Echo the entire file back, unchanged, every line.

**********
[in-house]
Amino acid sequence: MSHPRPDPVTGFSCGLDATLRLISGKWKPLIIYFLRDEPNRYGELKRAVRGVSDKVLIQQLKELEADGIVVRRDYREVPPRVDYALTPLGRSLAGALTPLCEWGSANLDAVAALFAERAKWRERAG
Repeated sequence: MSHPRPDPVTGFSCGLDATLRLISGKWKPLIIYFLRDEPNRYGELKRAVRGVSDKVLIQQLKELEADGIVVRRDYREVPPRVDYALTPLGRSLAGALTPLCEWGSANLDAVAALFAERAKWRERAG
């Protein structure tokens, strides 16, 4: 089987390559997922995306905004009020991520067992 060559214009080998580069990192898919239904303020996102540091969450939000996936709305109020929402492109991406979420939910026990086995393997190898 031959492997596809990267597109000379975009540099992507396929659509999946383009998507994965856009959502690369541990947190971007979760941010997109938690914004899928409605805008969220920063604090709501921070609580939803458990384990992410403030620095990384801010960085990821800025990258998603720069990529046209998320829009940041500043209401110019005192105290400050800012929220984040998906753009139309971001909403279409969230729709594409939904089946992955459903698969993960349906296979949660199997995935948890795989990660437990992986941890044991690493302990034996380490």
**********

[in-house]
Amino acid sequence: MSHPRPDPVTGFSCGLDATLRLISGKWKPLIIYFLRDEPNRYGELKRAVRGVSDKVLIQQLKELEADGIVVRRDYREVPPRVDYALTPLGRSLAGALTPLCEWGSANLDAVAALFAERAKWRERAG
Repeated sequence: MSHPRPDPVTGFSCGLDATLRLISGKWKPLIIYFLRDEPNRYGELKRAVRGVSDKVLIQQLKELEADGIVVRRDYREVPPRVDYALTPLGRSLAGALTPLCEWGSANLDAVAALFAERAKWRERAG
């Protein structure tokens, strides 16, 4: 089987390559997922995306905004009020991520067992 060559214009080998580069990192898919239904303020996102540091969450939000996936709305109020929402492109991406979420939910026990086995393997190898 031959492997596809990267597109000379975009540099992507396929659509999946383009998507994965856009959502690369541990947190971007979760941010997109938690914004899928409605805008969220920063604090709501921070609580939803458990384990992410403030620095990384801010960085990821800025990258998603720069990529046209998320829009940041500043209401110019005192105290400050800012929220984040998906753009139309971001909403279409969230729709594409939904089946992955459903698969993960349906296979949660199997995935948890795989990660437990992986941890044991690493302990034996380490």